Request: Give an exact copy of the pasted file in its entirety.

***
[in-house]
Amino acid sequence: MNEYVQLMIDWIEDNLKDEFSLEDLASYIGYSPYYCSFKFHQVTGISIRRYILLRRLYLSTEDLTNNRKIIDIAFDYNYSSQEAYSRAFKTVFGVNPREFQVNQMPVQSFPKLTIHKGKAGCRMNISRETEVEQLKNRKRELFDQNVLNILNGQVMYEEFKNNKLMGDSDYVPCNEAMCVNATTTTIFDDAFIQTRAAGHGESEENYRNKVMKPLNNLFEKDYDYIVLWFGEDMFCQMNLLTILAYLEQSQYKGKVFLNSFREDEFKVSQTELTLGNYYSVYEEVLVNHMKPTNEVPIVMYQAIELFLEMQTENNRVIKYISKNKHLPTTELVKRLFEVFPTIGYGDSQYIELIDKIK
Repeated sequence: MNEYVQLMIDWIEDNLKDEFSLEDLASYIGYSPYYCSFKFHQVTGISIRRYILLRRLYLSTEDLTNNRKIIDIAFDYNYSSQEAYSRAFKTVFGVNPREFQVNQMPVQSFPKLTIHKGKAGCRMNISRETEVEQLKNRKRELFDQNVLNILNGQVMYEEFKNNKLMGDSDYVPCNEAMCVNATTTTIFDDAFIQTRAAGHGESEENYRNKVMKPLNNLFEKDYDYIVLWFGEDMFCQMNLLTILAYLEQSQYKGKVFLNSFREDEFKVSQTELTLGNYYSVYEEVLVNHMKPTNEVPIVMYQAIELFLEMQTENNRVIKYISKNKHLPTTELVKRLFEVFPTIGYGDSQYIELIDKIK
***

[in-house]
Amino acid sequence: MNEYVQLMIDWIEDNLKDEFSLEDLASYIGYSPYYCSFKFHQVTGISIRRYILLRRLYLSTEDLTNNRKIIDIAFDYNYSSQEAYSRAFKTVFGVNPREFQVNQMPVQSFPKLTIHKGKAGCRMNISRETEVEQLKNRKRELFDQNVLNILNGQVMYEEFKNNKLMGDSDYVPCNEAMCVNATTTTIFDDAFIQTRAAGHGESEENYRNKVMKPLNNLFEKDYDYIVLWFGEDMFCQMNLLTILAYLEQSQYKGKVFLNSFREDEFKVSQTELTLGNYYSVYEEVLVNHMKPTNEVPIVMYQAIELFLEMQTENNRVIKYISKNKHLPTTELVKRLFEVFPTIGYGDSQYIELIDKIK
Repeated sequence: MNEYVQLMIDWIEDNLKDEFSLEDLASYIGYSPYYCSFKFHQVTGISIRRYILLRRLYLSTEDLTNNRKIIDIAFDYNYSSQEAYSRAFKTVFGVNPREFQVNQMPVQSFPKLTIHKGKAGCRMNISRETEVEQLKNRKRELFDQNVLNILNGQVMYEEFKNNKLMGDSDYVPCNEAMCVNATTTTIFDDAFIQTRAAGHGESEENYRNKVMKPLNNLFEKDYDYIVLWFGEDMFCQMNLLTILAYLEQSQYKGKVFLNSFREDEFKVSQTELTLGNYYSVYEEVLVNHMKPTNEVPIVMYQAIELFLEMQTENNRVIKYISKNKHLPTTELVKRLFEVFPTIGYGDSQYIELIDKIK